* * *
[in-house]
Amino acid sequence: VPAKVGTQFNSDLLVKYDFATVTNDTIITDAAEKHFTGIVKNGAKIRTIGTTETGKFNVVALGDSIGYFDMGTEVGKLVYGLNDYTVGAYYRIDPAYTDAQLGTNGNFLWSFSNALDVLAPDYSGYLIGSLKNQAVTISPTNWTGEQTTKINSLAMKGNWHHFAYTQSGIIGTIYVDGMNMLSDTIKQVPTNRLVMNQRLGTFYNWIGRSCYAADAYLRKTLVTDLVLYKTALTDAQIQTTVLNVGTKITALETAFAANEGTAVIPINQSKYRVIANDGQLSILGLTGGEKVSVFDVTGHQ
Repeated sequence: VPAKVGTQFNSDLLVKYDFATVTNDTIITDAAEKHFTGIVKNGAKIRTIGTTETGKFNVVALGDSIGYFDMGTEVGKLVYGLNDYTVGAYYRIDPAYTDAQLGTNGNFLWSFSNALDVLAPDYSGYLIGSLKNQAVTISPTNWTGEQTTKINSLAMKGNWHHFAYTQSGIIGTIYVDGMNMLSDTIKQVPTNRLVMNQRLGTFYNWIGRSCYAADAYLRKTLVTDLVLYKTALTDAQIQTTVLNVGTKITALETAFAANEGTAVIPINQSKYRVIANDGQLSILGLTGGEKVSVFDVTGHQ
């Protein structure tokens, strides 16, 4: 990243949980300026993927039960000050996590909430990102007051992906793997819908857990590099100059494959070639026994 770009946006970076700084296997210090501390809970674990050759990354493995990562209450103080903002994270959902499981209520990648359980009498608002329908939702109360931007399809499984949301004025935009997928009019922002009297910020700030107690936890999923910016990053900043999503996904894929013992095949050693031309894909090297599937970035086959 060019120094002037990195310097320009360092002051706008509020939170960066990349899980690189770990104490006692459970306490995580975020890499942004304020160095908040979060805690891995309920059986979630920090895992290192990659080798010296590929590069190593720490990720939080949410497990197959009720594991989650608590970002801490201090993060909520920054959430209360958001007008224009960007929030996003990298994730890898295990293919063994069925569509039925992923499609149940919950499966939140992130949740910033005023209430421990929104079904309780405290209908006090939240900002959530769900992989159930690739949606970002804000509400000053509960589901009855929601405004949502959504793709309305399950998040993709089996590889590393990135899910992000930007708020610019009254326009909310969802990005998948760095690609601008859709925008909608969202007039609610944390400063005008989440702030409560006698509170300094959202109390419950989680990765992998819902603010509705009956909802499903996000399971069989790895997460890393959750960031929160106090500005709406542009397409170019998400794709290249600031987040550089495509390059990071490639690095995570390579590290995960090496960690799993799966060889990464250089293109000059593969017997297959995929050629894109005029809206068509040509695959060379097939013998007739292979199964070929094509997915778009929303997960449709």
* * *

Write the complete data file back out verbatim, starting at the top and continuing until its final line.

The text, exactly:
[in-house]
Amino acid sequence: VPAKVGTQFNSDLLVKYDFATVTNDTIITDAAEKHFTGIVKNGAKIRTIGTTETGKFNVVALGDSIGYFDMGTEVGKLVYGLNDYTVGAYYRIDPAYTDAQLGTNGNFLWSFSNALDVLAPDYSGYLIGSLKNQAVTISPTNWTGEQTTKINSLAMKGNWHHFAYTQSGIIGTIYVDGMNMLSDTIKQVPTNRLVMNQRLGTFYNWIGRSCYAADAYLRKTLVTDLVLYKTALTDAQIQTTVLNVGTKITALETAFAANEGTAVIPINQSKYRVIANDGQLSILGLTGGEKVSVFDVTGHQ
Repeated sequence: VPAKVGTQFNSDLLVKYDFATVTNDTIITDAAEKHFTGIVKNGAKIRTIGTTETGKFNVVALGDSIGYFDMGTEVGKLVYGLNDYTVGAYYRIDPAYTDAQLGTNGNFLWSFSNALDVLAPDYSGYLIGSLKNQAVTISPTNWTGEQTTKINSLAMKGNWHHFAYTQSGIIGTIYVDGMNMLSDTIKQVPTNRLVMNQRLGTFYNWIGRSCYAADAYLRKTLVTDLVLYKTALTDAQIQTTVLNVGTKITALETAFAANEGTAVIPINQSKYRVIANDGQLSILGLTGGEKVSVFDVTGHQ
């Protein structure tokens, strides 16, 4: 990243949980300026993927039960000050996590909430990102007051992906793997819908857990590099100059494959070639026994 770009946006970076700084296997210090501390809970674990050759990354493995990562209450103080903002994270959902499981209520990648359980009498608002329908939702109360931007399809499984949301004025935009997928009019922002009297910020700030107690936890999923910016990053900043999503996904894929013992095949050693031309894909090297599937970035086959 060019120094002037990195310097320009360092002051706008509020939170960066990349899980690189770990104490006692459970306490995580975020890499942004304020160095908040979060805690891995309920059986979630920090895992290192990659080798010296590929590069190593720490990720939080949410497990197959009720594991989650608590970002801490201090993060909520920054959430209360958001007008224009960007929030996003990298994730890898295990293919063994069925569509039925992923499609149940919950499966939140992130949740910033005023209430421990929104079904309780405290209908006090939240900002959530769900992989159930690739949606970002804000509400000053509960589901009855929601405004949502959504793709309305399950998040993709089996590889590393990135899910992000930007708020610019009254326009909310969802990005998948760095690609601008859709925008909608969202007039609610944390400063005008989440702030409560006698509170300094959202109390419950989680990765992998819902603010509705009956909802499903996000399971069989790895997460890393959750960031929160106090500005709406542009397409170019998400794709290249600031987040550089495509390059990071490639690095995570390579590290995960090496960690799993799966060889990464250089293109000059593969017997297959995929050629894109005029809206068509040509695959060379097939013998007739292979199964070929094509997915778009929303997960449709």